Cortisol Results Inconsistent Between Saliva Testing and Blood Testing

This post may help to explain why sometimes we might see an inconsistency between the result for an 8:00 am morning cortisol blood test (which includes free and bound cortisol) compared to the free cortisol measured in a cortisol saliva test.

Clearly, every situation is different and the entire history and situation with an individual needs to be taking into account.

The link explains that the amount of cortisol produced and the amount of free cortisol available can be very different in some scenarios. Measuring both allows for insight into the rate of cortisol clearance/metabolism. Here are two examples:

1) Higher levels of metabolised cortisol (compared to free cortisol) are often seen in obesity where adipose tissue is likely pulling cortisol from its binding protein and allowing for metabolism and clearance. The adrenal gland has to keep up with this cortisol sequestering and excretion, so cortisol production is often quite high (as seen in an 8:00 am morning cortisol test or in the levels of metabolized cortisol if using the Dutch test). This insight is quite helpful for those looking to lose belly fat and suspect cortisol/stress is a major factor. These patients are often misdiagnosed as having low cortisol production when only free cortisol is measured because high blood cortisol and low saliva cortisol is seen. Increased cortisol clearance may also be seen in hyperthyroidism and is suspected to be part of the chronic fatigue story as well. 

and

2)  In patients with low thyroid, the opposite pattern is often seen. When the thyroid slows down, or if there is peripheral hypothyroidism where free T3 cannot get into the cells, the clearance (or metabolism) of cortisol through the liver slows down. As a result, free cortisol starts to increase and may show up elevated. Note: this is a pattern I have seen multiple times with thyroid patients.  It is useful to know, as assuming on-going tissue-level hypothyroidism may be the best way to go forward when low/normal blood cortisol and high saliva cortisol is seen. Simply assuming that the saliva test is correct and the blood test is not may be wrong sometimes. 

Here is the link:
https://dutchtest.com/2017/09/25/metabolized-versus-free-cortisol-understanding-the-difference/

The bottom line is that I am a great believer in testing both free cortisol in saliva and total cortisol in blood at 8-9:00 am, as you get the whole picture. Relying on free saliva cortisol only is not sensible. There can be inconsistent results between blood cortisol testing and saliva cortisol testing and this needs to be assessed properly. This position is very clear in all my books, including the latest one, The Thyroid Patient’s Manual.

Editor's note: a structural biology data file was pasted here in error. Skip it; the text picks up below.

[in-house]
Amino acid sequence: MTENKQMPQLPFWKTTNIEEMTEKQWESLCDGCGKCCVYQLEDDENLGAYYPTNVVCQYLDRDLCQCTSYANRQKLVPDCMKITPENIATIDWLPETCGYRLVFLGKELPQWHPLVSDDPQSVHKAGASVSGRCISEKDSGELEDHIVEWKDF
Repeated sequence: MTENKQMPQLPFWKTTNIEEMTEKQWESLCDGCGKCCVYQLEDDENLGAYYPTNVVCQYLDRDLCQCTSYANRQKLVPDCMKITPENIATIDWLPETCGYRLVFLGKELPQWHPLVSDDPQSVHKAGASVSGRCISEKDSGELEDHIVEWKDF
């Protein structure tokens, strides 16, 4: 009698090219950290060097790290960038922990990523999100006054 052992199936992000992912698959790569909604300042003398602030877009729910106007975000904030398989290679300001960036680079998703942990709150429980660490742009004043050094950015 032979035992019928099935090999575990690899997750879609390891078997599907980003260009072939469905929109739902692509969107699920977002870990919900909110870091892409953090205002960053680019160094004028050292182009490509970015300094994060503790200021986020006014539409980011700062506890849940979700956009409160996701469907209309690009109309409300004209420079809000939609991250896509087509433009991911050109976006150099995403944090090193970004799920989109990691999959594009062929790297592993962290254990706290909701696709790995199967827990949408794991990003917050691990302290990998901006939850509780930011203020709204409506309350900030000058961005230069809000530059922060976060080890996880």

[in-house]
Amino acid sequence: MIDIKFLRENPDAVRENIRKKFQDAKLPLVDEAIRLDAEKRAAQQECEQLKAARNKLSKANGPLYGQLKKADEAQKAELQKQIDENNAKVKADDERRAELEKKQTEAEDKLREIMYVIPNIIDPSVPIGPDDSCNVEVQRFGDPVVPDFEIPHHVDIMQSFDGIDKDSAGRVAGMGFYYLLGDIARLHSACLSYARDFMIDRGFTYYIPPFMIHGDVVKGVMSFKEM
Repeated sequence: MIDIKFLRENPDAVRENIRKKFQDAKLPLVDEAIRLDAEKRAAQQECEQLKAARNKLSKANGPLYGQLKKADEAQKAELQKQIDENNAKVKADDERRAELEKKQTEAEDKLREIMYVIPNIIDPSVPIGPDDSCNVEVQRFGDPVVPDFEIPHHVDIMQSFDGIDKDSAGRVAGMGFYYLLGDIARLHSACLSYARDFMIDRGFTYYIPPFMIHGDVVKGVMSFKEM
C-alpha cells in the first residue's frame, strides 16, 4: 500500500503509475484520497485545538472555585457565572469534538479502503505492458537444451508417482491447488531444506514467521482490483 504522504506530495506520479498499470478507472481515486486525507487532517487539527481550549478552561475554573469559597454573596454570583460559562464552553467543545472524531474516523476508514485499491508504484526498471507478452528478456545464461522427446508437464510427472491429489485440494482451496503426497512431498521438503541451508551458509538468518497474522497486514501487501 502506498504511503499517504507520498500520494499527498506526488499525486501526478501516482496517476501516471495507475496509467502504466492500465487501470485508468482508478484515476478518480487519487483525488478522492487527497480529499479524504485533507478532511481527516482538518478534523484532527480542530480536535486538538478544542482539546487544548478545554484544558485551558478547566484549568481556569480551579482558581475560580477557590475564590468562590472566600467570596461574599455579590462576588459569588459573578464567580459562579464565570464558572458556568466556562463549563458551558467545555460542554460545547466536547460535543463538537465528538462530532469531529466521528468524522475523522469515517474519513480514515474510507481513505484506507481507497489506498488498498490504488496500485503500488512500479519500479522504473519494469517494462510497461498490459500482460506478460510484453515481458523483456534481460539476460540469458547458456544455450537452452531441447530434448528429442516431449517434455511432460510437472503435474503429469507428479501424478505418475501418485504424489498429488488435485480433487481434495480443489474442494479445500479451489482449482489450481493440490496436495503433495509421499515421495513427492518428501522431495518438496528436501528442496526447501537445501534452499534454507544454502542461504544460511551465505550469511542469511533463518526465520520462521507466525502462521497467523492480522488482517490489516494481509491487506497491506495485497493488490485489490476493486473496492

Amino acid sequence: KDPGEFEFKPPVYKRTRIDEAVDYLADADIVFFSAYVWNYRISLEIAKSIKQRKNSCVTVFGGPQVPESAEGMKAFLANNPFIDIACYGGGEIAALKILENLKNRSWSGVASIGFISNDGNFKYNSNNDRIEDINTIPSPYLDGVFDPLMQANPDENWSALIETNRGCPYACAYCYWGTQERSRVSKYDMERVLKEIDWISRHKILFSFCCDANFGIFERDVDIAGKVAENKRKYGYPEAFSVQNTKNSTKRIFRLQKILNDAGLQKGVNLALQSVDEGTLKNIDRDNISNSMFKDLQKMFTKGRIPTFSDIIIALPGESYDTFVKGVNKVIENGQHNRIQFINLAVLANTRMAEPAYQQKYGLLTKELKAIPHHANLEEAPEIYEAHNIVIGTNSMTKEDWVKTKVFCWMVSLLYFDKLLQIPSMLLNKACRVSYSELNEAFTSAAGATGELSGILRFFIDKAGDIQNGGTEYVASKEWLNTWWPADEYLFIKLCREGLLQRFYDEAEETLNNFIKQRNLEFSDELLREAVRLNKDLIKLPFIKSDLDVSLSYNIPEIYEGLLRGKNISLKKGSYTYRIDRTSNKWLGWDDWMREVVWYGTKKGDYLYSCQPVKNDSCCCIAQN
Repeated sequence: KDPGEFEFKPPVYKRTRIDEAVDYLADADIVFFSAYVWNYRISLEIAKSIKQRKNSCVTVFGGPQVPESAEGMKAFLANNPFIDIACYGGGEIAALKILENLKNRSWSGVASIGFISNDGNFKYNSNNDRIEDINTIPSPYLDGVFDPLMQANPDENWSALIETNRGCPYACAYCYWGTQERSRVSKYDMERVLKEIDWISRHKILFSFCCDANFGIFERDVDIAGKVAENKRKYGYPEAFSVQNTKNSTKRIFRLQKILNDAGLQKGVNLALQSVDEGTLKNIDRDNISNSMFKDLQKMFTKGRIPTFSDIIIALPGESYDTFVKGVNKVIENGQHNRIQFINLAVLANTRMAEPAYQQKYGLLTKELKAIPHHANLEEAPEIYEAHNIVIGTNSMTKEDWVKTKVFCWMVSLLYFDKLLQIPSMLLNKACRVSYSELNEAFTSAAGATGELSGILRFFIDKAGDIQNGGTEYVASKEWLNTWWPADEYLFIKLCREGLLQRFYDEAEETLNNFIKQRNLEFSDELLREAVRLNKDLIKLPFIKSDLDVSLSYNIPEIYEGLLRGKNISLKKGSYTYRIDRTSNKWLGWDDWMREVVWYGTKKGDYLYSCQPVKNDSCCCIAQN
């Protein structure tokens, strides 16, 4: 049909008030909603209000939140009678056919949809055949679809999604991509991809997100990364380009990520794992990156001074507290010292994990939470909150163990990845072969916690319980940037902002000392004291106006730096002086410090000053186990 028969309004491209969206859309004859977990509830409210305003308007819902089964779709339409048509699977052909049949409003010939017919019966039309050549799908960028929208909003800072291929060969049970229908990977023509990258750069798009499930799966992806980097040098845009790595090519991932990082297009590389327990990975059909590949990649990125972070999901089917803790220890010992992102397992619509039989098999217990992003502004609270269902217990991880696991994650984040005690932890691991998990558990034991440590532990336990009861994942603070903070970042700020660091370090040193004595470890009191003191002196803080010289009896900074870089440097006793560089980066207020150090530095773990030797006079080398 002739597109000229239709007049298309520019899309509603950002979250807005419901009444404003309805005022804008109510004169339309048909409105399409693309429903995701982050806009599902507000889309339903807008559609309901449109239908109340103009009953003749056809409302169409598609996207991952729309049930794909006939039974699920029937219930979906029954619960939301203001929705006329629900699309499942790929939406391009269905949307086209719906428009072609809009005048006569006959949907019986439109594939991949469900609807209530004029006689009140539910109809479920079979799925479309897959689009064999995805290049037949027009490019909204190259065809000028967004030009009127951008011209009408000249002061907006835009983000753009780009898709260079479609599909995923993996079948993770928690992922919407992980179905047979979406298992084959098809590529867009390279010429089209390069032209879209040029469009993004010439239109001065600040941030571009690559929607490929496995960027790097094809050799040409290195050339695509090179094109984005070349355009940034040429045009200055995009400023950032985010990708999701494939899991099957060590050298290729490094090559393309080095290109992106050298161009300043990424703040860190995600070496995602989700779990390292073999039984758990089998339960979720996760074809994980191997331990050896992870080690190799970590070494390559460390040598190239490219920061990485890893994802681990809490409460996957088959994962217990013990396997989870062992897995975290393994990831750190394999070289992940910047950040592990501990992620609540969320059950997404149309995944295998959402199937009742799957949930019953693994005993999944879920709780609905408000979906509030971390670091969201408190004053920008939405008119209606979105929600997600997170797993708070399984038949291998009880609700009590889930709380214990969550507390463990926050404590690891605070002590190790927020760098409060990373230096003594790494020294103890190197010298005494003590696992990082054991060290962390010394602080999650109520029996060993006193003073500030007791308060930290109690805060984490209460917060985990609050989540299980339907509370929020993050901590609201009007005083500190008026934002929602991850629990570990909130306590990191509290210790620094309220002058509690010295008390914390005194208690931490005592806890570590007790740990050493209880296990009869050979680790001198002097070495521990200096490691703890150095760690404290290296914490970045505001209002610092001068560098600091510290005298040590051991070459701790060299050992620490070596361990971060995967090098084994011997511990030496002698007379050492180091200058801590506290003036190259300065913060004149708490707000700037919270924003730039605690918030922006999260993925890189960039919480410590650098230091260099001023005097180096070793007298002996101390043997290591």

It is also possible that a lot of patients who have apparently high cortisol from a saliva test are being given guidance to lower the free cortisol with adaptogens, when what they really need to do is to fix the tissue hypothyroidism with more thyroid hormone. In some cases, the person might have low total cortisol (a blood test at 8 or 9:00 am will show this). In this case, raising total cortisol with CT3M might also help.

I think the above is an insight worth knowing about. It also emphasises the importance of both blood and saliva testing. There can be inconsistencies between the two cortisol testing methods. It at least should prompt people to think harder about the cortisol test results and question what is really going on.

A couple of other points also worth making:

A. The use of natural progesterone creams can corrupt the results in many saliva testing labs. The progesterone molecule is so similar to cortisol that many labs cannot distinguish between the two and show higher cortisol as a result. Even stopping the cream/gel a few days before might not stop this as it sits in the tissues.
B. The use of any HC cream can do the same and inflate cortisol saliva test results.

I hope that you found this article interesting and useful.

Best wishes,

Paul
 

Paul Robinson

Paul Robinson is a British author and thyroid patient advocate. The focus of his books and work is on helping patients recover from hypothyroidism. Paul has accumulated a wealth of knowledge on thyroid and adrenal dysfunction and their treatment. His three books cover all of this.

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